I think I might have spoken too soon.
The guy got out of his work truck and started walking toward the convenience store. He had paint and grime up and down his pants and he took long, slow steps that seemed to take everything he had.
He looked tired and all business, but when he got to the front door, he stopped and held it open for a young mother carrying a young child and then for me. I waved for him to go, but he said, “no, go ahead, my mother taught me to be a gentleman.”
I went about my business, but was stopped again when I saw him waiting in line. He seemed preoccupied by the little baby, not in a weird way, but like a grandfather reminiscing about times gone by. I was thinking of my own kids, when I saw him pick up the tab for the young mother, buying the cup of coffee and bottle of milk that she held tightly in her hands. The coffee and milk were only a few bucks, but the mother gave him a smile that looked like she had just won the lottery. “I needed that after my day,” she told him, shaking his arm in gratitude.
I was wrong.
The fire took the house in minutes. The home sat in a wooded lot that made it difficult to extinguish on a calm day, forget about a brisk, windy one. The family lost everything they owned. They were left with nothing except for the clothes on their backs.
Within a day, though, the community, with the help of a local radio station, had started a fund drive to help them start the process of getting back on their feet. How do you ever recover from something like that? People though still came together to help support the family and get them back on the road to recovery.
Yes, I think I was definitely wrong.
I was mulling the craziness of U.S. politics, Trump insulting whoever has the gall to disagree with him, the Democrats feeding on their young, and I was feeling blue on the state of the world. Fortunately for me, however, I skipped the politics and instead read about NASA astronauts Jessica Meir and Christina Koch conducting the first all-female spacewalk last week outside of the International Space Station. The two astronauts used the seven hour and 17-minute spacewalk to replace a faulty battery charge & discharge unit that failed to activate after a spacewalk on October 11, according to the agency.
It doesn’t matter if you count yourself in the Red Party, Blue Party or Rainbow for that matter, man or woman in space is still a mind-boggling achievement.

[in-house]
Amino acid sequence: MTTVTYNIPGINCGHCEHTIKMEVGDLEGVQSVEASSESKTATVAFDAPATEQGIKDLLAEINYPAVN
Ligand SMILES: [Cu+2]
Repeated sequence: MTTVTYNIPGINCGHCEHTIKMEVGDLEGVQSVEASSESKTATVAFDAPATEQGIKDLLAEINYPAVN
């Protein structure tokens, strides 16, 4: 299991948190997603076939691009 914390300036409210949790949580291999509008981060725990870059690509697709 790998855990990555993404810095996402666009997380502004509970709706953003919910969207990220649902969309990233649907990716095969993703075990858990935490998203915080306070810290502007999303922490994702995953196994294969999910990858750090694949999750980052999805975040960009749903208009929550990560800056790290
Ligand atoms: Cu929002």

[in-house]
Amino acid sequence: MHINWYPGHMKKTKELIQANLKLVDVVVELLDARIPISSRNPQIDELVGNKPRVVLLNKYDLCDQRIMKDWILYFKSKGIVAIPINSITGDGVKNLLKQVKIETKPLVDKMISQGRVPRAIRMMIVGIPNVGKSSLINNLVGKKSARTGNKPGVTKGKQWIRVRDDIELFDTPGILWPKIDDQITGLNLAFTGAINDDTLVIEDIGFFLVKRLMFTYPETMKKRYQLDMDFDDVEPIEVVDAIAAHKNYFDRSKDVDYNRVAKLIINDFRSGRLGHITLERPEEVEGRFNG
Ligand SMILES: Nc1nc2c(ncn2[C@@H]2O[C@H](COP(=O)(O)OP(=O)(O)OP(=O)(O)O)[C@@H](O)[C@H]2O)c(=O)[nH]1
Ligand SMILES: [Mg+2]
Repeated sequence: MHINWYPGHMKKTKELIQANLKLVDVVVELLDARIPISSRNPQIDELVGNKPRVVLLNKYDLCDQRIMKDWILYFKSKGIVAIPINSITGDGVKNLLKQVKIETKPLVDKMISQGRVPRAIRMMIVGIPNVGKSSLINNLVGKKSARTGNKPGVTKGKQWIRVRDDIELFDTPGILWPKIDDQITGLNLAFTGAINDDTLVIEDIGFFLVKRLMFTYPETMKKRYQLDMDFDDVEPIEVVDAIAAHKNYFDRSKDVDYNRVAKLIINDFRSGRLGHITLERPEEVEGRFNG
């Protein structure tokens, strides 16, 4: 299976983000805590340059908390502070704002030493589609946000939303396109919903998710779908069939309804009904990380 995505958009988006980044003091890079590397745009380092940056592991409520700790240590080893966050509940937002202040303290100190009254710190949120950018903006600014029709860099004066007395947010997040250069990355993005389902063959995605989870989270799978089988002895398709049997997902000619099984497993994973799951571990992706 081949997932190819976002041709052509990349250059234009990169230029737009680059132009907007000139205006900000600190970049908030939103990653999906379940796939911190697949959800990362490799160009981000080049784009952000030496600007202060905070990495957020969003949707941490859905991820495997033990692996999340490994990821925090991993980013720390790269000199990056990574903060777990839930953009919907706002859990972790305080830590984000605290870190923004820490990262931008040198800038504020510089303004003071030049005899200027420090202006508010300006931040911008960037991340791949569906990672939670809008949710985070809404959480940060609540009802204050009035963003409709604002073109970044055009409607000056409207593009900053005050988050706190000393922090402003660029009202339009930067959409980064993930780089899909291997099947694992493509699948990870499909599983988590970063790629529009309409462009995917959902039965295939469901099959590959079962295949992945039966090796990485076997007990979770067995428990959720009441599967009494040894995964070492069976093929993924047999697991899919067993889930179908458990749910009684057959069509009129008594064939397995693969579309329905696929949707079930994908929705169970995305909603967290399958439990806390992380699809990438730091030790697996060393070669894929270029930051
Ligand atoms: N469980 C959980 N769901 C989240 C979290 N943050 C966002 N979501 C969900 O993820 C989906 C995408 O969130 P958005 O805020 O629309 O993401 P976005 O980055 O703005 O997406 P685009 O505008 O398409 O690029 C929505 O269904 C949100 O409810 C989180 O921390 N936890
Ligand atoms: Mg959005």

The world may not be ending so soon.
I joked several weeks ago that the NCAA playing Division I college football on Friday nights, the number of mind-numbing commercials on network television and the onslaught of pumpkin-tasting coffee and beers were all telltale signs that the world is coming to an end.
In retrospect, I might have been wrong. Yes, I most definitely might have been wrong.
The world is not going “to Hell in a handbasket” as one of my old editors used to shout whenever he saw something that he thought doomed humankind. No, I was reminded this week that if you look hard enough, you can always find something good to cheer about in the world:
–Kids lining up at a Fall festival to get their face’s painted. Who doesn’t want to dress up and magically become a butterfly or a fairy or a superhero?
–A grandmother writing young men and women that she’s never met in the Armed Forces deployed to far away countries reminding them that they are not forgotten, but loved and cared for and in their loved one’s thoughts and prayers.
–A women volunteering to serve meals on wheels for the elderly stuck at home.
–A nurse practitioner who works all day and then volunteers at a local clinic to help young mothers-to-be prepare for their newborns.
People helping people. Doing good instead of looking the other way. Yes, you need to look for it, but there’s still good in the world. It’s not all bad!